No school sent more players to the NFL Draft in the 2014 NFL Draft than LSU. The Tigers had nine players drafted, good enough to edge Alabama and Notre Dame for the most drafted players.
In the last four years (2011-2014) LSU has had 29 players drafted, which averages out to just over seven players per year. That demonstrates a model of consistency within the program beginning with recruiting and identifying potential as well as talent. LSU has been recruiting high quality talent, coaching and developing the players along the way and sending players out with a good chance to make an NFL roster. That is a tremendous credit to the work being done by Les Miles and the entire staff on and off the football field.
The scary part is Alabama has been doing slightly better.
In the same four-year time span, Alabama has had 30 players drafted by NFL teams. Alabama had eight players drafted in the 2014 NFL Draft, bringing the Crimson Tide to a total of 30 players drafted in the last four years. Like LSU, Nick Saban has turned Alabama into a one-stop warehouse for NFL talent through rich recruiting and by showing the ability to develop and grow talent to be NFL-ready. Saban has also been able to cash in on a few more rings along the way compared to Miles and LSU. But championship title counts aside, when it comes to preparing players for the NFL, Alabama and LSU are performing on a different level from many.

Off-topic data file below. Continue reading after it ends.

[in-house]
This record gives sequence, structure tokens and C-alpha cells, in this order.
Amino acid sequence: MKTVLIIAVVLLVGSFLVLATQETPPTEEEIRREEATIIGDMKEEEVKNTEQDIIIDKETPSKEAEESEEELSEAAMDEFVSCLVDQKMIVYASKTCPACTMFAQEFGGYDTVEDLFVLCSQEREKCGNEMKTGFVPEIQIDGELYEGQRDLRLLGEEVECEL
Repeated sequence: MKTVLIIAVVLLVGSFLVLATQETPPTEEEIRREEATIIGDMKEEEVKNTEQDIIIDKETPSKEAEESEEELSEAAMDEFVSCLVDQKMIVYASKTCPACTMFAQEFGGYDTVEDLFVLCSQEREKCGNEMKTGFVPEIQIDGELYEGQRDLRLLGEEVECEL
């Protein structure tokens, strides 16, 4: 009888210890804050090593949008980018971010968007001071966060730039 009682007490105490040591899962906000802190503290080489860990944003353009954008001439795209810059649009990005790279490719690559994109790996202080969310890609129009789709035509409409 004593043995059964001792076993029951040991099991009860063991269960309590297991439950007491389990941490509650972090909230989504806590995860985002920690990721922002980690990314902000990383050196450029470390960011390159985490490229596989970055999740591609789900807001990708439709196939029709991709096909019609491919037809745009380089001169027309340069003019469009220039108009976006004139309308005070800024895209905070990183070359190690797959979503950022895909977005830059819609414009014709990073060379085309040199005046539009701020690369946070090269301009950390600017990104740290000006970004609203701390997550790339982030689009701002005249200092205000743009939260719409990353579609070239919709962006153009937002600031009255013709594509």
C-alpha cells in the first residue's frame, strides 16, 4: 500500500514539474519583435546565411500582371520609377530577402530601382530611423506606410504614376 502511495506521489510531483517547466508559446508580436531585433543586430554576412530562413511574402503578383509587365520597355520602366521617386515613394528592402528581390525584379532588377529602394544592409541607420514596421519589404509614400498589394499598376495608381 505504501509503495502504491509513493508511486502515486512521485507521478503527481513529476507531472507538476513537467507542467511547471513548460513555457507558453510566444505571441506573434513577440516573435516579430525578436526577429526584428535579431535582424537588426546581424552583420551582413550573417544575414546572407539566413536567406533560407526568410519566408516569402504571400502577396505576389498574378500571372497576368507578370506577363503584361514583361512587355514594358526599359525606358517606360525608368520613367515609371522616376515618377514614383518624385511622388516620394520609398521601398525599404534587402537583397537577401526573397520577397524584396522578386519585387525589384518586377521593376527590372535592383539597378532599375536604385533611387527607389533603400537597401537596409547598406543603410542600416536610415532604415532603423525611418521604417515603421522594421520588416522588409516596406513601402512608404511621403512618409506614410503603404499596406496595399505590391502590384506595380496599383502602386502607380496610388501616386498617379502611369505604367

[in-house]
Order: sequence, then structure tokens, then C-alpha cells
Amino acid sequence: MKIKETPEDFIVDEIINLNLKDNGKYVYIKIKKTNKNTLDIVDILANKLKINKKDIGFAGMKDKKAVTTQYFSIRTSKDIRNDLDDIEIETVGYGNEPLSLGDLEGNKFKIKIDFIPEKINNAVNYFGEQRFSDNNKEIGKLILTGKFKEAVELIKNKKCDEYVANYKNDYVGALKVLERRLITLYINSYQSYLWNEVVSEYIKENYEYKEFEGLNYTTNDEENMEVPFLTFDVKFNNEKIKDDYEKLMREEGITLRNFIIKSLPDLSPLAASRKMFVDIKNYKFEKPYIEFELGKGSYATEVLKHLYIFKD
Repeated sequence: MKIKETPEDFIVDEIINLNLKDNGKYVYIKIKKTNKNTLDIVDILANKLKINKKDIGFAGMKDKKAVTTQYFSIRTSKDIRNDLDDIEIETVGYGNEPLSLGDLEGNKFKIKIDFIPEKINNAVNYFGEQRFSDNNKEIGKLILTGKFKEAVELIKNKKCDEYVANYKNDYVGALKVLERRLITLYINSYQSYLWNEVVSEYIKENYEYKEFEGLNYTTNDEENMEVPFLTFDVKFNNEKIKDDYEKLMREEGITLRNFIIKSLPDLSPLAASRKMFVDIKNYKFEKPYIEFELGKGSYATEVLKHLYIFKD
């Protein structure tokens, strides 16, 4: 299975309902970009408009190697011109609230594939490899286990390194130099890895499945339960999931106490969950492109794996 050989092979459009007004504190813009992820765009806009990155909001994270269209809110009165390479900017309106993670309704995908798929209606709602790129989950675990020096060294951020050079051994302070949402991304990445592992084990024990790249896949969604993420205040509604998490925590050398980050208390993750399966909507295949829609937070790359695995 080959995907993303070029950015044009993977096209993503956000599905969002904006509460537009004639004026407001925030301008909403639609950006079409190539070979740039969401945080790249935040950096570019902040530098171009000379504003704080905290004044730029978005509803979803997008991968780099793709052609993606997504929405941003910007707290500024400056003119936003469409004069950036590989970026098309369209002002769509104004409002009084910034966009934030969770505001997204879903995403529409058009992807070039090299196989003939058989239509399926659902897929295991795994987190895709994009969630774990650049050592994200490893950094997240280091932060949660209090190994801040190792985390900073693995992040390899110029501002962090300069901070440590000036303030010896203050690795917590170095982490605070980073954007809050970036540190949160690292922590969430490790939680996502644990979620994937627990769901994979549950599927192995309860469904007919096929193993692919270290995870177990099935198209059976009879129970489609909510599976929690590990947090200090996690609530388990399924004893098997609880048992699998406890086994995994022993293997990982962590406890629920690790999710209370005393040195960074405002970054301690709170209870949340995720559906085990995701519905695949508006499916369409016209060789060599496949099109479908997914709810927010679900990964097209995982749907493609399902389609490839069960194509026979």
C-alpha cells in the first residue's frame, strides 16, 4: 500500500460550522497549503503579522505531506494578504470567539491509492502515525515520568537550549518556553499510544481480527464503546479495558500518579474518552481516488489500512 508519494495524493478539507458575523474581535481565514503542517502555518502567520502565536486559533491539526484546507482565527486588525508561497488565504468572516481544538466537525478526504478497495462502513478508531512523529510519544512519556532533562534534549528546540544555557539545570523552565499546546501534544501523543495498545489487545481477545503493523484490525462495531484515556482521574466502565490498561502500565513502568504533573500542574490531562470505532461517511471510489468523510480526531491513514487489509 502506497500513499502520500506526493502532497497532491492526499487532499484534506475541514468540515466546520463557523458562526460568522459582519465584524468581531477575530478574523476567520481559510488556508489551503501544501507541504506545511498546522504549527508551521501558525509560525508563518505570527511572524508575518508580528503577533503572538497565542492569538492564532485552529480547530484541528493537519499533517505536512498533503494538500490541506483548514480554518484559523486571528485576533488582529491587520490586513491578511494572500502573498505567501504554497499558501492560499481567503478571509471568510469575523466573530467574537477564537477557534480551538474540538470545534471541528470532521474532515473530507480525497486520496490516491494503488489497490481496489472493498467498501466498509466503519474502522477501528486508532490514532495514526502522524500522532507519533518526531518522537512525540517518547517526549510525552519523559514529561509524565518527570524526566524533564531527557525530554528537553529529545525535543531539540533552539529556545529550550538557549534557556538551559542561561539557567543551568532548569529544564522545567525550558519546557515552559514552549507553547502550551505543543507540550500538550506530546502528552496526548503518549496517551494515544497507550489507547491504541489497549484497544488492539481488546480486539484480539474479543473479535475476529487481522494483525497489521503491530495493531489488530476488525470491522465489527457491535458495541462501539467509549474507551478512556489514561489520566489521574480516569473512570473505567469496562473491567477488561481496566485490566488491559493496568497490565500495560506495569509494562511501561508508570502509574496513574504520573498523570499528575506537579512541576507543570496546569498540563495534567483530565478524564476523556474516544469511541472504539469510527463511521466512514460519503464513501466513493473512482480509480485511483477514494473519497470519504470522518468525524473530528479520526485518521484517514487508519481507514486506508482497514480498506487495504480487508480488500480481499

In the 2012 BCS Championship Game Alabama and LSU battled in a rematch of a regular season division game. To date, 48 players who were a part of the two programs playing in that game have now been drafted. The following season Alabama played Notre Dame for the BCS title. Notre Dame is also no stranger to sending talent to the NFL Draft, having done so 18 times over the last three years. A total of 14 Notre Dame players from the 2013 BCS Championship Game have been drafted, bringing that game’s NFL Draft total to 31 players.
If you are wondering how some other programs have done in producing NFL Draft players over the last four years, here is a small sample (not every school was checked) using data from 2011 through 2014:
Florida State: 25
Notre Dame: 19
South Carolina: 17
Ohio State: 14
Texas A&M: 13
Penn State: 12
Less than two weeks after leaving Ohio State, Grant Schmidt has a new college football home — and he won’t even have to leave the state to get there.
Citing university sources, the Cincinnati Enquirer is reporting that Schmidt will continue his collegiate playing career at Cincinnati. The offensive lineman had indicated earlier this month that the Bearcats would be his landing spot.
Because of NCAA transfer rules, Schmidt will be forced to sit out the 2016 season. He would then have three years of eligibility remaining beginning in 2017.
A three-star member of OSU’s 2015 recruiting class, 247Sports.com rated Schmidt as the No. 52 offensive tackle in the country and the No. 1 player at any position in the state of South Dakota. Schmidt was the first player from that state to sign with the Buckeyes, but he failed to become the first to play in a game as he didn’t see the field during his brief stint in Columbus.
Schmidt’s mid-May move was believed to be related to a logjam along the offensive line and his failure to make a dent on the depth chart during spring practice.